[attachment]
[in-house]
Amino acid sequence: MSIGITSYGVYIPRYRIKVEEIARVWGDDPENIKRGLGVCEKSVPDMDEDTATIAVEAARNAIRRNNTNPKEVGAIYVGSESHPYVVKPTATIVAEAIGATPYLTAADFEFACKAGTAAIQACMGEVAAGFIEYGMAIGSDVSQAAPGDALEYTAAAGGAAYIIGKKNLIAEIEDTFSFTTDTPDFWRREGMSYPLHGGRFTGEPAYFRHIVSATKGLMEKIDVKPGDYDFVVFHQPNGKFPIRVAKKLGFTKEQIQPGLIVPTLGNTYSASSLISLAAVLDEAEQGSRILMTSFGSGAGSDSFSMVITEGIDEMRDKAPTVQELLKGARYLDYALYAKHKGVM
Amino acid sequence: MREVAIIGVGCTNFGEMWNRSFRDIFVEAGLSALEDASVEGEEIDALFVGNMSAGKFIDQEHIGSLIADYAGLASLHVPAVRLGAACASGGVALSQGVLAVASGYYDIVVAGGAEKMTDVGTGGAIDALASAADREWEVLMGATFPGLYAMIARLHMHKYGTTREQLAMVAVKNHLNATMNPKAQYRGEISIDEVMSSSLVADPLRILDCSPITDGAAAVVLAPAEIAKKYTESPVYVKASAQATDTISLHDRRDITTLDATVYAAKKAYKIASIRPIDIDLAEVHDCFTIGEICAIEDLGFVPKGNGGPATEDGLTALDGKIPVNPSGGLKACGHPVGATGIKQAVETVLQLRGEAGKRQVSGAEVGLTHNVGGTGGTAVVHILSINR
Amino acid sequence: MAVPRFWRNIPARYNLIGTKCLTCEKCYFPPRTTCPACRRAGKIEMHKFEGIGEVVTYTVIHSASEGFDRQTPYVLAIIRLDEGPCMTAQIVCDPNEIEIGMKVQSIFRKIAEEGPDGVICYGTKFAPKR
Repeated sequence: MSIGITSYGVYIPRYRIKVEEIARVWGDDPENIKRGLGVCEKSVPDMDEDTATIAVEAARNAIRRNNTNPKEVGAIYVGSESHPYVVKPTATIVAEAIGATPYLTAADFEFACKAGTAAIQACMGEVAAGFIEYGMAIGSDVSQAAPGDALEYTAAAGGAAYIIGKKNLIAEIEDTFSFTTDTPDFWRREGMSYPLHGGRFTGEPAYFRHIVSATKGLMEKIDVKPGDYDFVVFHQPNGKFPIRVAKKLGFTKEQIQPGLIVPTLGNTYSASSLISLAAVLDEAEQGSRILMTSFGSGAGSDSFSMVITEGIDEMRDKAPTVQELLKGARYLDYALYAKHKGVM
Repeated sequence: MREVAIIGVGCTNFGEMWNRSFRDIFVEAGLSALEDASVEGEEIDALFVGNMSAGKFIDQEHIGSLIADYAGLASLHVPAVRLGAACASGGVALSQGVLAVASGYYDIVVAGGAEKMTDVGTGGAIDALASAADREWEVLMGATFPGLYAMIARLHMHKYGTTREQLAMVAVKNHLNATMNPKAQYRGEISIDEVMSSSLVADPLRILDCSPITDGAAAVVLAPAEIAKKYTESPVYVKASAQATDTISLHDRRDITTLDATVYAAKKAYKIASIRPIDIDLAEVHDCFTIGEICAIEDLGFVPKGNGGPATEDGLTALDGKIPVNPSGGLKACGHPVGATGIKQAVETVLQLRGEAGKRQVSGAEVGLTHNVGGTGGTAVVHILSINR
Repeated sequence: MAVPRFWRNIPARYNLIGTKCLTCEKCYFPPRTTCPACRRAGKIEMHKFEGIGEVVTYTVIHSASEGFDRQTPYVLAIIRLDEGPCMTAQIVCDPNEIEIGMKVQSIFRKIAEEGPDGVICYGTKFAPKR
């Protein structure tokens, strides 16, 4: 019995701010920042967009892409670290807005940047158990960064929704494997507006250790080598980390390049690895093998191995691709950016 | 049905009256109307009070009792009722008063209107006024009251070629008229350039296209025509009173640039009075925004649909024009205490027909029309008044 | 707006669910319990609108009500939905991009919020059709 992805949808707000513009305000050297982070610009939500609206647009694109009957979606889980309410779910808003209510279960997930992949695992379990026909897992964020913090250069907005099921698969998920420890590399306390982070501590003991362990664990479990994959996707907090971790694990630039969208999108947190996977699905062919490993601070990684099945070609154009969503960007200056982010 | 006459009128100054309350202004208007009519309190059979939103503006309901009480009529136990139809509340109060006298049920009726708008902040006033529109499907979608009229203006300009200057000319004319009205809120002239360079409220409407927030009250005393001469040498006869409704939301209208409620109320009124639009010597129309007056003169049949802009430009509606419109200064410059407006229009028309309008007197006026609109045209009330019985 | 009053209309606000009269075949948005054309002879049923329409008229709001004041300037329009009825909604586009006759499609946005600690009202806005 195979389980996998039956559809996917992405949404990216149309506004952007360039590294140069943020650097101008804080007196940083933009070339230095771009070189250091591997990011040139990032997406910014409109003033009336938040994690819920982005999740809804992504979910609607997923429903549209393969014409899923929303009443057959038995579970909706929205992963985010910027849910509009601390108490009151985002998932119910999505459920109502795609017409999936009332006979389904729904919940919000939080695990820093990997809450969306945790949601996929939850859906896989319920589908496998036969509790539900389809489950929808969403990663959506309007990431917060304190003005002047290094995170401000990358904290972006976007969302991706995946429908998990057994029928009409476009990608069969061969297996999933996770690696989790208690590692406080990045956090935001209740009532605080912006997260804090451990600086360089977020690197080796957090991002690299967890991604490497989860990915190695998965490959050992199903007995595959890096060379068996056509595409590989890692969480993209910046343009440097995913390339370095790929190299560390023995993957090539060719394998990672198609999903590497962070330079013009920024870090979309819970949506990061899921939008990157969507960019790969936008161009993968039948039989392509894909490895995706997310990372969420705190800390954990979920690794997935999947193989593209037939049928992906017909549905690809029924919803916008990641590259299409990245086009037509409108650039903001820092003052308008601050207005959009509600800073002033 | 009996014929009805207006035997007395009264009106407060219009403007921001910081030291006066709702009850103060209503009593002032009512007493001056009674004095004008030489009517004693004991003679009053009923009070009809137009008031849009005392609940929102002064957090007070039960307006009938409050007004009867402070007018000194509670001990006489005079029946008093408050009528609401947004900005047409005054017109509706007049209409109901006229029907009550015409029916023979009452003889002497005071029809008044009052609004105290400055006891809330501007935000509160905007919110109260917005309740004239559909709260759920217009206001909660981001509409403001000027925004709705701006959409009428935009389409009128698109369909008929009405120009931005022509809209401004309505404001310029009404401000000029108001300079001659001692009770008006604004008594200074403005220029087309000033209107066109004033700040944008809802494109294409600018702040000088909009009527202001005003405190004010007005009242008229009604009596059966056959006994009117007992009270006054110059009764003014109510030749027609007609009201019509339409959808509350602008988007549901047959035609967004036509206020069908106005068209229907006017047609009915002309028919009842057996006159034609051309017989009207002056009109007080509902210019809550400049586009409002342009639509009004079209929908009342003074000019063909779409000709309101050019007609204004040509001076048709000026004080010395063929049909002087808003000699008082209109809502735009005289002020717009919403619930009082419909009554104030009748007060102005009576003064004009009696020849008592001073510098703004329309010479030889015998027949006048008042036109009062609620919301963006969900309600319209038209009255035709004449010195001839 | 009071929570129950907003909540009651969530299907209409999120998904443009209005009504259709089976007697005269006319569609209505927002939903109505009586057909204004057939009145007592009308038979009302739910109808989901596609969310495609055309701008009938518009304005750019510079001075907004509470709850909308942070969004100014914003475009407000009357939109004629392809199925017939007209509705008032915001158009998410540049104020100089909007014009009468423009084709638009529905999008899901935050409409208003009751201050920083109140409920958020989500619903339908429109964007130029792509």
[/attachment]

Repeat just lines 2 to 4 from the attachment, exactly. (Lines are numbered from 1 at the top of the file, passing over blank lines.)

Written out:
Amino acid sequence: MSIGITSYGVYIPRYRIKVEEIARVWGDDPENIKRGLGVCEKSVPDMDEDTATIAVEAARNAIRRNNTNPKEVGAIYVGSESHPYVVKPTATIVAEAIGATPYLTAADFEFACKAGTAAIQACMGEVAAGFIEYGMAIGSDVSQAAPGDALEYTAAAGGAAYIIGKKNLIAEIEDTFSFTTDTPDFWRREGMSYPLHGGRFTGEPAYFRHIVSATKGLMEKIDVKPGDYDFVVFHQPNGKFPIRVAKKLGFTKEQIQPGLIVPTLGNTYSASSLISLAAVLDEAEQGSRILMTSFGSGAGSDSFSMVITEGIDEMRDKAPTVQELLKGARYLDYALYAKHKGVM
Amino acid sequence: MREVAIIGVGCTNFGEMWNRSFRDIFVEAGLSALEDASVEGEEIDALFVGNMSAGKFIDQEHIGSLIADYAGLASLHVPAVRLGAACASGGVALSQGVLAVASGYYDIVVAGGAEKMTDVGTGGAIDALASAADREWEVLMGATFPGLYAMIARLHMHKYGTTREQLAMVAVKNHLNATMNPKAQYRGEISIDEVMSSSLVADPLRILDCSPITDGAAAVVLAPAEIAKKYTESPVYVKASAQATDTISLHDRRDITTLDATVYAAKKAYKIASIRPIDIDLAEVHDCFTIGEICAIEDLGFVPKGNGGPATEDGLTALDGKIPVNPSGGLKACGHPVGATGIKQAVETVLQLRGEAGKRQVSGAEVGLTHNVGGTGGTAVVHILSINR
Amino acid sequence: MAVPRFWRNIPARYNLIGTKCLTCEKCYFPPRTTCPACRRAGKIEMHKFEGIGEVVTYTVIHSASEGFDRQTPYVLAIIRLDEGPCMTAQIVCDPNEIEIGMKVQSIFRKIAEEGPDGVICYGTKFAPKR